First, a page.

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Spiny soft-shelled turtle (Apalone spinifera)
IDENTIFICATION:   The carapace is flattened in overall appearance with a ridge-like series of tubercles  on the anterior edge.  Juveniles bear the strongest pattern consisting of dark spots and a light colored border on the edge of the carapace.  While the spotting can be found among males they are reduced to blotches in mature females.  Because of the reduction of bony elements in the carapace the edges of the carapace are the softest and most pliable portions of the shell.  This is most evident in fully grown individuals when the edges of the carapace appear fleshlike and drapped over the shell. The neck is long, head slender and nose long and snorkel-like with a fleshy ridge present inside each nostril.  The feet are fully webbed and the plastron is also fleshy and cartilagenous zones between the plastral bones are easilly noticed.
BEHAVIOR AND ECOLOGY:  Soft-shelled turtles are almost entirely aquatic powerful swimmers, fond of basking and rarely venture far from aquatic margins.  However, females seeking suitable nesting locations sometimes wander considerable distances from water in search of ideal nesting locations.  Within their geographic distribution spiny soft shell turtles can be found in streams, rivers, oxbows, lakes , lagoons, water filled ditches and coastal areas.  Softshell turtles are carnivorous and will hunt down or use ambush tactics to secure prey which includes but is not limited to: insects, crayfish, tadpoles, frogs, fishes and other small vertebrates.  Aquatic vegetation has been found in the stomachs of museum specimens.  However, the vegetation contained snails and were likely ingested secondarilly to the turtle's pursuit of the snails.  When not basking out of the water or swimming about, soft shelled turtles can be found below the surface on the bottom concealed beneath a layer of sand or other substratum.  Usually only the eyes or part of the head is exposed.

Females are known to be fecund producing more than one clutch per year containing as many as 32 spherical hard-shelled eggs per clutch.  Softshell  turtles are capable of defending themselves by clawing, and scratching.while trying to make an escape.  They are capable of making short yet quick burst of speed on land.  They can also deliver a painful bite to a careless handler with their sharp cusp.
4 Subspecies of spiny soft-shelled turtle inhabit Texas.





=Western spiny soft-shelled turtle (Apalone spinifera hartwegi)
=Pallid spiny soft-shelled turtle (Apalone spinifera pallidus)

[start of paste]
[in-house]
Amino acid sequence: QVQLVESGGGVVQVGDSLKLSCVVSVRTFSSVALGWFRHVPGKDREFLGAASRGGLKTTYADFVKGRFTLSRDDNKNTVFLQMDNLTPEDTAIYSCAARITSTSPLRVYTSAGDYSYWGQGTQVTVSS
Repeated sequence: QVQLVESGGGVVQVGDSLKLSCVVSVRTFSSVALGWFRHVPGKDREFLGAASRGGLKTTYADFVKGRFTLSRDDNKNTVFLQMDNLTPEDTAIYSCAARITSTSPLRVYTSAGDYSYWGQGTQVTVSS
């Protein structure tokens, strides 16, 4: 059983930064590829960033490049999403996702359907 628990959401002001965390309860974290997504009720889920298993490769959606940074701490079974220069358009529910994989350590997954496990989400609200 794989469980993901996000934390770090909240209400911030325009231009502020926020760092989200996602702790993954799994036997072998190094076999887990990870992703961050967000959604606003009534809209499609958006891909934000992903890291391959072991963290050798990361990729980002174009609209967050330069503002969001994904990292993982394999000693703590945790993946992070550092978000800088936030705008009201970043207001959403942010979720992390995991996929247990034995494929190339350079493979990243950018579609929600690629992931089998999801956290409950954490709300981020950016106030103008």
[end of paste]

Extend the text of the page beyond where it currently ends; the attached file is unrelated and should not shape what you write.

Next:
=Guadalupe spiny soft-shelled turtle (Apalone spinifera guadalupensis)
=Texas spiny soft-shelled turtle (Apalone spinifera emoryi)
Spiny soft-shelled turtles earn their common name due to a row of bumpy or sometimes spiny tubercles situated at the anterior portion of the carapace. 
Red ear sliders and Texas spiny soft shells (A. s. emoryi) share a basking site in the lower Rio Grande Valley
The big bright eyes of the Guadalupe spiny soft shell provide excellent vision which helps in finding mates, prey or noticing potential danger
An adult female Guadalupe soft shell from the San Saba River
Several adult female Pallid soft shells in the Trinity River swim while entertaining the notions of a present lone male
As competition for the male's attention intensifies a physical confrontation ensues
As competition for the male's attention intensifies a physical confrontation ensues
As competition for the male's attention intensifies a physical confrontation ensues while the male watches
The spines on the anterior edge f the carapace give the spiny soft shell its' namesake
Body form of an adult female spiny soft shell turtle exposed after a pond at Banworth Park in Mission, Texas was being drained
Body forms of an adult female spiny soft shell turtle exposed after a pond at Banworth Park in Mission, Texas was being drained
Banworth Park, Mission, Texas. Adult female Texas spiny soft shell. Notice the track pattern coming from and returning to the water
Fleshy lips covering a sharp beak are characteristic and only found among soft shell turtles
Some populations of spiny soft shells have spines that are more promine that others. Another character used to distinguish the spiny from the smooth soft shell is the partial septum in the nostrils
An old female Guadalupe soft shell that had survived a gunshot from more than 20 years earlier
Skull from adult female.
Skull from adult female.
Columnella bone used in hearing
Several spiny soft shell turtles at a public park in Grand Prairie have become accustomed to free food from park visitors
Notice the large female with a hook in her mouth attached by mono-filament line to a float. Turtles are very susceptible to baited fishing lines.
Notice the fishing hook in the mouth of this female spiny soft shell. Baited fishing lines pose a serious threat to turtles.
Head detail of 2 month old baby from the lower Rio Grande river valley
Ventral view of 2 month old baby. Notice the grayish blue tints, slight sign of umbilical scar and lack of developed calliosisities
A red ear slider (background) and a spiny soft shell turtle bask at Trading House Creek near the University of Texas at Arlington. The dark tone of this specimen is due to the dark muddy bottom of the creek
Museum specimens provide not only a wealth of information about the specimen/species that was collected, but in many ways insights into how that species interacts in its' environment. A cottonmouth (Agkistrodon piscivorous) collected in the 1990s from Bosque County, Texas contained a few surprises.
Guadalupe spiny soft-shelled turtle (Apalone spiniferus guadalupensis). Texas: Travis County